12 February 2009

The Birth Of Progress

Two hundred years ago today, both Abraham Lincoln and Charles Darwin were born. Both men dragged the world reluctantly into modernity.

Lincoln is remembered most for ending slavery in the U.S. in connection with the U.S. Civil War. It took a hundred years and the Civil Rights movement to fully realize his accomplishments on the law books. The divide between the South and the rest of the country remains one of the deepest in American politics and the economic legacies of slavery continue to endure. Ironically, the Republican party of which Lincoln was a pivotal founding figure is now largely a regional party of the South (with Mormon enclaves thrown in for good measure), while the Democratic party which was long dominant in the South precisely because of ill feelings over the Civil War and subsequent military occupation of the South, is now weakest in that region especially among the white voters who were once its mainstay.

Darwin's theory of evolution has survived with remarkably modest modification, although we now know much more about its mechanism. No industrialized country in the world has more evolution deniers than the United States, although some developing countries (like Turkey) and undeveloped countries, surpass it.

Both the legacy of slavery and discrimination which Lincoln battled, and the evolution denial that persists in spite of Darwin's discoveries, are larely a result of America's evangelical Christian tradition, which is absent from most of the rest of the developed world. Lincoln's own religious feelings are a study in ambiguity, he made some vague religious statements which are well remembered, but was certainly nowhere near our nation's most devout President.

Both men are likeable figures whom it isn't clear would have gotten very far in today's world. Darwin, by the standards of modern science, was more an avid amateur and travel journalist, than a professional scientist. Lincoln had nothing close to the education required to be a lawyer today, and lived in an era that long predated the invention of large law firms.


Michael Malak said...

It is the Democratic Party that has changed. Once the Party of Jefferson and liberty, as a result of the Progressive Era (to which Darwin's legacy was a big influence), the Democratic Party recast itself as the Party of Communism (and then later, in the 1970's, as the Party of Abortion -- cf Ted Kennedy's change in position).

The Republican Party, however, has always been the Party of Fascism from its beginning. While the rest of the world ended slavery in the nineteenth century through peaceful compensated emancipation, only Lincoln waged war at the cost of hundreds of thousands of lives to end it, and to centralize power in Washington, DC, elevating the "union" over the "separate states".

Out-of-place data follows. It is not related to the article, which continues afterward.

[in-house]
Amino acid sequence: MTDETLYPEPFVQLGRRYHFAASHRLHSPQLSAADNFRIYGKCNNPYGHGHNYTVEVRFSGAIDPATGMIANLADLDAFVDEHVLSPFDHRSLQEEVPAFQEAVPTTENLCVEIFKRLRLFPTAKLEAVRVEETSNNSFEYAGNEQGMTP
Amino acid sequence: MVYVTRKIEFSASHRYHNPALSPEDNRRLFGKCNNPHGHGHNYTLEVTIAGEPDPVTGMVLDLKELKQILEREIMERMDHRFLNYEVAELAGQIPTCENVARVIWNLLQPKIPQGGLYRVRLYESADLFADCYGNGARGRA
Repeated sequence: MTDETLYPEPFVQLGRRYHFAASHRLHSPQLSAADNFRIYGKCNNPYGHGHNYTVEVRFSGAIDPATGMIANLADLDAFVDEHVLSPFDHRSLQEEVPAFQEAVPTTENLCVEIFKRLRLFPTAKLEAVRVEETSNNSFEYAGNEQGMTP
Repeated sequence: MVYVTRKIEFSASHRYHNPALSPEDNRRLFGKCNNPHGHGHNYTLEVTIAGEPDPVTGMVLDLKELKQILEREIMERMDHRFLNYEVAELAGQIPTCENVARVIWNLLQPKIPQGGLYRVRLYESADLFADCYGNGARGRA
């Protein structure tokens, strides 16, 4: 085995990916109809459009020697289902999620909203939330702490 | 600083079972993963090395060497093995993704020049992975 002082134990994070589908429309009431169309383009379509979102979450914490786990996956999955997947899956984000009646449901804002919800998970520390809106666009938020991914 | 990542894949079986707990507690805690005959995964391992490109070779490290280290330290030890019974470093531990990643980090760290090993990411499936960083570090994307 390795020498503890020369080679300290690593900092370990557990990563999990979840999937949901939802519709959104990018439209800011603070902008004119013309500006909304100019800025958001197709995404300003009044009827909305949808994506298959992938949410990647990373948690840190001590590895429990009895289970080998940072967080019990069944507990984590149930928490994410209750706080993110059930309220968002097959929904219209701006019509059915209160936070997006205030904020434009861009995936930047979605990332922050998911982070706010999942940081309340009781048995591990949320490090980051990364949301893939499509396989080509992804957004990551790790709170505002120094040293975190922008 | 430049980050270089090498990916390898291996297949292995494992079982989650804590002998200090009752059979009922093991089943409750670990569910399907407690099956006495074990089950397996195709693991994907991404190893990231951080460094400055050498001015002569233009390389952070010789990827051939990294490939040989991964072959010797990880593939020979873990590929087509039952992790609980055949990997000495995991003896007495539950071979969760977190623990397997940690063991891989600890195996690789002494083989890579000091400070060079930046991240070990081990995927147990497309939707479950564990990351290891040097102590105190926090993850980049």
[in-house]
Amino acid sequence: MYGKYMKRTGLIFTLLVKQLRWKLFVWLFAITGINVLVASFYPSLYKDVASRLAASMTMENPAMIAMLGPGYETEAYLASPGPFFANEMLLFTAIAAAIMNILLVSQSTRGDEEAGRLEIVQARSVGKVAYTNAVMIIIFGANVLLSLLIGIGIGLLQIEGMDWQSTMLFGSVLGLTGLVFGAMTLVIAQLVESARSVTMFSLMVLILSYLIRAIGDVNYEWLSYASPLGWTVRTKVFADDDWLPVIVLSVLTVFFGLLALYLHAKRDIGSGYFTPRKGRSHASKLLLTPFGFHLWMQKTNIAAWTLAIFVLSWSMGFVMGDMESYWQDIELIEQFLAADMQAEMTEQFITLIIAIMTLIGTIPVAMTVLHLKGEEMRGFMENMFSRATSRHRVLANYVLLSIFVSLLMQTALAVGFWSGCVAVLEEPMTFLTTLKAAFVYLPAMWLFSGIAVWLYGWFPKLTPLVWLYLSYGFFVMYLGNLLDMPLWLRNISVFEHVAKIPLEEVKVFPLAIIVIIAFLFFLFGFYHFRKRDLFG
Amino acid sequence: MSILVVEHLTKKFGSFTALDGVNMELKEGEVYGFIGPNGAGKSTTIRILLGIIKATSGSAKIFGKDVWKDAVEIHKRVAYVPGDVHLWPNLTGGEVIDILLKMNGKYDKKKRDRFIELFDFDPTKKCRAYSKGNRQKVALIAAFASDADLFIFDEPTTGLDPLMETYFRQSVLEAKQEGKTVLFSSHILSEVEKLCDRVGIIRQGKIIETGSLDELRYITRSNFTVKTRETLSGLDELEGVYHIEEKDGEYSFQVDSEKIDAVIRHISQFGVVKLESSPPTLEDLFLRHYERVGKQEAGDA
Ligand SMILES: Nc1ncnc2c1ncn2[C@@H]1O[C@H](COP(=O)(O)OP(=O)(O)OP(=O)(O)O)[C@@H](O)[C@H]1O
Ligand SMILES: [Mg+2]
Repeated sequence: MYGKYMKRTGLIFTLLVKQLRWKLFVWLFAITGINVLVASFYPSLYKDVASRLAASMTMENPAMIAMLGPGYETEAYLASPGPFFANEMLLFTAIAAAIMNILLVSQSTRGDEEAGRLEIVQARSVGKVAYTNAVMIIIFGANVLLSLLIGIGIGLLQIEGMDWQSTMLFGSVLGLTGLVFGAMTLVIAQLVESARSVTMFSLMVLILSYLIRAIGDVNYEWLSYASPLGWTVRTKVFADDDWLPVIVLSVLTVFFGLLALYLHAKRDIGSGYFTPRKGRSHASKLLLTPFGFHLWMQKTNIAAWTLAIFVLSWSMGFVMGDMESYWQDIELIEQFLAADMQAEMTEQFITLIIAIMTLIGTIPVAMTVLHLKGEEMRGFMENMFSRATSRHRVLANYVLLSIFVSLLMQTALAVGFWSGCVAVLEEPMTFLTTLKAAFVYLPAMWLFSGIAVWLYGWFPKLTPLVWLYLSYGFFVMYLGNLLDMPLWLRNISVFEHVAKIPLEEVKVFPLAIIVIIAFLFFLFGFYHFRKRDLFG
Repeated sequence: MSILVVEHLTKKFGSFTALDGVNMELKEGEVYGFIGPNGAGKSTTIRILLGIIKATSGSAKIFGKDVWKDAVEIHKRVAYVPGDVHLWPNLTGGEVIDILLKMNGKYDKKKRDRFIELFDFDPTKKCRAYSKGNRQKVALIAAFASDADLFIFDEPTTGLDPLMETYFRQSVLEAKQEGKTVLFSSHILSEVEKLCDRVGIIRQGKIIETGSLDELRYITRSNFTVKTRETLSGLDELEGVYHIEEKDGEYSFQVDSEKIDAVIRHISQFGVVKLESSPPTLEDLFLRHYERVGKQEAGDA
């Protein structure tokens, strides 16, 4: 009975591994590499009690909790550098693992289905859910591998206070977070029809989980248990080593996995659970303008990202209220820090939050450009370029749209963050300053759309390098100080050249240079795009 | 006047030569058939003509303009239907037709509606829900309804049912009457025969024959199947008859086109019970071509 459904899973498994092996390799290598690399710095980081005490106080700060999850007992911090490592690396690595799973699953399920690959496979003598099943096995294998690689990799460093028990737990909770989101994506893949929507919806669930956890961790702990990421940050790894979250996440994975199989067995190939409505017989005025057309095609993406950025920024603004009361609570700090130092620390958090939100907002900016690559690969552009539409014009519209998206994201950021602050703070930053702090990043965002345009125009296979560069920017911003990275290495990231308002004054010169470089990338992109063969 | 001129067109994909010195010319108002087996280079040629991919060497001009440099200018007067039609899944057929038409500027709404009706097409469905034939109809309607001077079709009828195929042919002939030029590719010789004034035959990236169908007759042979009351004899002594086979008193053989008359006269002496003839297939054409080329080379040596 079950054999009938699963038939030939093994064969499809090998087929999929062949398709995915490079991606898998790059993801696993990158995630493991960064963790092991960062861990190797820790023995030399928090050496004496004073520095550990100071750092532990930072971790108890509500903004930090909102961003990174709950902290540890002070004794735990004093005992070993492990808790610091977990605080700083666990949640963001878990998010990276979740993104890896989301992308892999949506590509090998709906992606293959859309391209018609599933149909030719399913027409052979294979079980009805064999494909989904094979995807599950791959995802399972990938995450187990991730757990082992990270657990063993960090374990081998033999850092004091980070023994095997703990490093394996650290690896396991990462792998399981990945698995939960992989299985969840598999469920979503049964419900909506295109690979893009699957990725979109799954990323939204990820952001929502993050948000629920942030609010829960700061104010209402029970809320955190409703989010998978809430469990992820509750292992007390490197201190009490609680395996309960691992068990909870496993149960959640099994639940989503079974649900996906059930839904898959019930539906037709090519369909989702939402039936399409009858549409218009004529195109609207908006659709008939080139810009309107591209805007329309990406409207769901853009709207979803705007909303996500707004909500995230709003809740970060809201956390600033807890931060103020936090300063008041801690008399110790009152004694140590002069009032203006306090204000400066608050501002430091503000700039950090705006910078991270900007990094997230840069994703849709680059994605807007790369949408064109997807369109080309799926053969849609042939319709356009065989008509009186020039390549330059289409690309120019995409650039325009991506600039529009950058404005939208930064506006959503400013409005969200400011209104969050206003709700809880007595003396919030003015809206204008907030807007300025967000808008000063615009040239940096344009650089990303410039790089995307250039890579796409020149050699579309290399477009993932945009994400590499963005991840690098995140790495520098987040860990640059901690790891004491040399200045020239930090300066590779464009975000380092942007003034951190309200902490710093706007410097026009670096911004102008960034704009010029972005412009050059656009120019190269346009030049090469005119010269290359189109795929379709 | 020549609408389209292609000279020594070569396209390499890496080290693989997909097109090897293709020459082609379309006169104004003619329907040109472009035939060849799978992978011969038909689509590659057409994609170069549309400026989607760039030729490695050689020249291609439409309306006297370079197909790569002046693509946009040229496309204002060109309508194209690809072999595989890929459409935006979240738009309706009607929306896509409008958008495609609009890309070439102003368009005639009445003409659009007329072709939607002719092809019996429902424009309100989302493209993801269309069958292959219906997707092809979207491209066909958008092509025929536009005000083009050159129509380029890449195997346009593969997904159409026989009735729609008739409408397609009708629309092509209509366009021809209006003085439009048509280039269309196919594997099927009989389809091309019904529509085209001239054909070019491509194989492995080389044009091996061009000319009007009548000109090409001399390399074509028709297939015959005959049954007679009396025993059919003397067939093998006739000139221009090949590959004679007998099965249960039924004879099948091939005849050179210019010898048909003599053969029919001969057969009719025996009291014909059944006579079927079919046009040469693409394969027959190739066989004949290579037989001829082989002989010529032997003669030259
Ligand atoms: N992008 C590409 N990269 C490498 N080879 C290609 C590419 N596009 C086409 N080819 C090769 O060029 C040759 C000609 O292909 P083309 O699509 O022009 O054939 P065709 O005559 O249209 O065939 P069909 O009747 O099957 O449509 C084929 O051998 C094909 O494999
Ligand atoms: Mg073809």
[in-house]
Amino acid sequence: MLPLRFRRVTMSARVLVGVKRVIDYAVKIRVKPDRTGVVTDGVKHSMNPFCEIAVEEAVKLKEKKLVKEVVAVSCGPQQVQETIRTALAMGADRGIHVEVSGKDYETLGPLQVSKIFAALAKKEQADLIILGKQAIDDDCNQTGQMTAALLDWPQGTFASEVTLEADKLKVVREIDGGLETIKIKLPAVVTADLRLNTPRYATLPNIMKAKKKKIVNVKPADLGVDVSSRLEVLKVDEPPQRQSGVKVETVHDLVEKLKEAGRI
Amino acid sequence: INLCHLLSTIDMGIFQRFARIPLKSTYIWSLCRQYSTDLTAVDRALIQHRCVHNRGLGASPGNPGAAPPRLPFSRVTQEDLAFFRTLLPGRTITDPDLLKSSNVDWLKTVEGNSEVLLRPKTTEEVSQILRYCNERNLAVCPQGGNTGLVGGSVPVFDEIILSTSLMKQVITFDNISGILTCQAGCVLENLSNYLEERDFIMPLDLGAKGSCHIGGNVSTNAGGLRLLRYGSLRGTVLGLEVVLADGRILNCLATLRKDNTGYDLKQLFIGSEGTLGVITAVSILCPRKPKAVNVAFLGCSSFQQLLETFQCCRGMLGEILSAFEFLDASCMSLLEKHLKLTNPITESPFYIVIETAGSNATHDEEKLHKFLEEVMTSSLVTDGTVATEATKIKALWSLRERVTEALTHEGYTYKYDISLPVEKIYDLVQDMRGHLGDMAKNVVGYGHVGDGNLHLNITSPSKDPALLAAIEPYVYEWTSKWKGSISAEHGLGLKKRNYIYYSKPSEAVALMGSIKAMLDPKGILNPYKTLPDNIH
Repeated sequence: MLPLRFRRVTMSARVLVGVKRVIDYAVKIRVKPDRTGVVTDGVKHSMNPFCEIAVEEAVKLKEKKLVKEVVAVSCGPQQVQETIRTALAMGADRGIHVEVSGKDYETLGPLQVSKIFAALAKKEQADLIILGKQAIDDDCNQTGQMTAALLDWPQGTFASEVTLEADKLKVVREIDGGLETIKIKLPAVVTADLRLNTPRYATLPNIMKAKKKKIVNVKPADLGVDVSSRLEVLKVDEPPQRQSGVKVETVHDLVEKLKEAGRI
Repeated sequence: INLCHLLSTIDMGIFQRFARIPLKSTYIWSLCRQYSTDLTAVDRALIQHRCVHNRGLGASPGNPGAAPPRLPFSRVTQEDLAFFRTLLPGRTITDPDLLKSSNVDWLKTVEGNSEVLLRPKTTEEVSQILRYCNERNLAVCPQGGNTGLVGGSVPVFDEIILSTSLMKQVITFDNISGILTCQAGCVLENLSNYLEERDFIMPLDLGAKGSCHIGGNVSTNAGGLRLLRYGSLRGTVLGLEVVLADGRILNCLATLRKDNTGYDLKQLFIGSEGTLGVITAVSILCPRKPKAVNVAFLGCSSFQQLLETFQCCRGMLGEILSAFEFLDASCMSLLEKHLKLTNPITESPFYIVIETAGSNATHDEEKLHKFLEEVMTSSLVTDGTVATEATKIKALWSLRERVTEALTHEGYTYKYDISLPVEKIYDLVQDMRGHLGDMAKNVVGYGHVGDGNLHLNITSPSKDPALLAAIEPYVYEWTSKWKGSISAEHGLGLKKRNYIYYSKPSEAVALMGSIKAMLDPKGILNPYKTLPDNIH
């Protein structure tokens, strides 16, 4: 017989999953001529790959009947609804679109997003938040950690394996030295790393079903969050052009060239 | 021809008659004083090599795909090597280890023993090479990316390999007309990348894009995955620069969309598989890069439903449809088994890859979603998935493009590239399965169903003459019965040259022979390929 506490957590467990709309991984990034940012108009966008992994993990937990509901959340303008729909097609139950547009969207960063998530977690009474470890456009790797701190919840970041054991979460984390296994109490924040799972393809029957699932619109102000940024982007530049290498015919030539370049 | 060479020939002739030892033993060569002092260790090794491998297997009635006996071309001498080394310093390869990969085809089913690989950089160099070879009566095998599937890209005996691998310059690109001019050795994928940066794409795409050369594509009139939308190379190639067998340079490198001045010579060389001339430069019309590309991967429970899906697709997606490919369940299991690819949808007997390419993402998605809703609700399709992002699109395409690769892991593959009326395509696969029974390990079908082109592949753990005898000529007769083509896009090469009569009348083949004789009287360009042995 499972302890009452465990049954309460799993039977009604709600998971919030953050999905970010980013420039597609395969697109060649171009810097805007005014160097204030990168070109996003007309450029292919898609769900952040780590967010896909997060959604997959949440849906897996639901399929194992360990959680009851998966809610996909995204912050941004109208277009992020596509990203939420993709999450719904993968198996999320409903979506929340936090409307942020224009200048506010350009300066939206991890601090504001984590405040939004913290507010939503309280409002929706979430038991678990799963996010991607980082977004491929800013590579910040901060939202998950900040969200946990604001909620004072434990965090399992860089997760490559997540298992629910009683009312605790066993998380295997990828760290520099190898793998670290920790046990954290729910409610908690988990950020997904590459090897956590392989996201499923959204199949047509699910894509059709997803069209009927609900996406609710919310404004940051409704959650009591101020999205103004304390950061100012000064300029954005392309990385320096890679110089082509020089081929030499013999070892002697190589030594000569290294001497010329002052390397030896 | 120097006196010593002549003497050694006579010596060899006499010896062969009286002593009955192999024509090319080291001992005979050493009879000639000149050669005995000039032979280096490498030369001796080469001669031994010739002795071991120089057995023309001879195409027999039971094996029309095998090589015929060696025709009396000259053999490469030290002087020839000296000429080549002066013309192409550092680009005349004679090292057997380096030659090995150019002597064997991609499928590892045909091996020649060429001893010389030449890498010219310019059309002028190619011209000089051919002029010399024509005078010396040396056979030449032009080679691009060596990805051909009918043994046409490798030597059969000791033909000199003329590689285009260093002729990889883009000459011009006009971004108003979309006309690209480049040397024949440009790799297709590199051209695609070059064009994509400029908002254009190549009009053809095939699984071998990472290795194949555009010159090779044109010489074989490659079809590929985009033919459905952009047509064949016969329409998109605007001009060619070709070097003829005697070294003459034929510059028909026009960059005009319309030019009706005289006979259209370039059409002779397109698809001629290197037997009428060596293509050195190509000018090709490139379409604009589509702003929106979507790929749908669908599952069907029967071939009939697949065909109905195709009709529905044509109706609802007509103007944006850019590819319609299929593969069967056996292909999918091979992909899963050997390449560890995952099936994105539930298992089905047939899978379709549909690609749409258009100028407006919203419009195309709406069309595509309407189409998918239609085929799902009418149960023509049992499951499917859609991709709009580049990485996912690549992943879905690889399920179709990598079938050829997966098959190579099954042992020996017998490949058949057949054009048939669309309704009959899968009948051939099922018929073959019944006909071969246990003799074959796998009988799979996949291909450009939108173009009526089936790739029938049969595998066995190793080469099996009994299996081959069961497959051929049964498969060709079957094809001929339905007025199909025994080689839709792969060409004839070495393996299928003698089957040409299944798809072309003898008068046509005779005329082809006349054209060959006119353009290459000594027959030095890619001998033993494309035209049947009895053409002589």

Darwin elucidated a basic concept that was then lacking in scientific thought, but the holes in his theory, which as you mentioned we're still trying to understand, exemplify like no other "a little knowledge is a dangerous thing". For it is Darwin who was the inspiration for eugenics in general, and Hitler and Planned Parenthood in particular. The unintended consequences of Darwin's Theory of Evolution and Einstein's Theory of Relativity were a broad scale change in philosophy of the populace from absolute truth to "nothing is fixed", from absolute morals to relative (i.e. no) morals.

While nothing is evil with these theories in and of themselves, they act like technology, and people have a poor track record with technology -- tending to use it for evil (especially unnecessary wars) rather than for good. Nothing is wrong with steel, but its first use was for swords, not hypodermic needles.

Andrew Oh-Willeke said...

Both parties have changed, indeed, have reversed positions. The Democrats have gone from being the party of segregation and slavery to the party of civil rights.

Indeed, one can look at electoral maps 100 years apart (say 1896 to 1996) and see a Democrat to Republican flip, or the reverse as the case may be, in almost every single county in the nation. Indeed, the geographical divide on foreign policy issues like the war with the Barbary pirates, funding for the nation's first frigates, and the War of 1812 closely track attitudes towards Defense spending and the Iraq War today. Geographic political tendencies are much more stable than the parties themselves.

Blaming Darwin for "Social Darwinism" or fascism is over the top -- Adam Smith and Queen Victoria deserve more blame than Darwin.

Eugenics was one of many parts of the raft of ideas that made up turn of century progressivism and does have some connections to Darwinian theory. But, the best historical analog to the abortion debate (which scientific limitations made irrelevant for much of history), which was the long running infanticide debate, was a hot button issue in the Roman Empire, and the general idea (long implemented in a crude way by pre-modern animal breeders) motivated the pogroms, the capital punishment debate, Byzantine politics by assassination, and the Inquisition, long before Darwin arrived on the scene.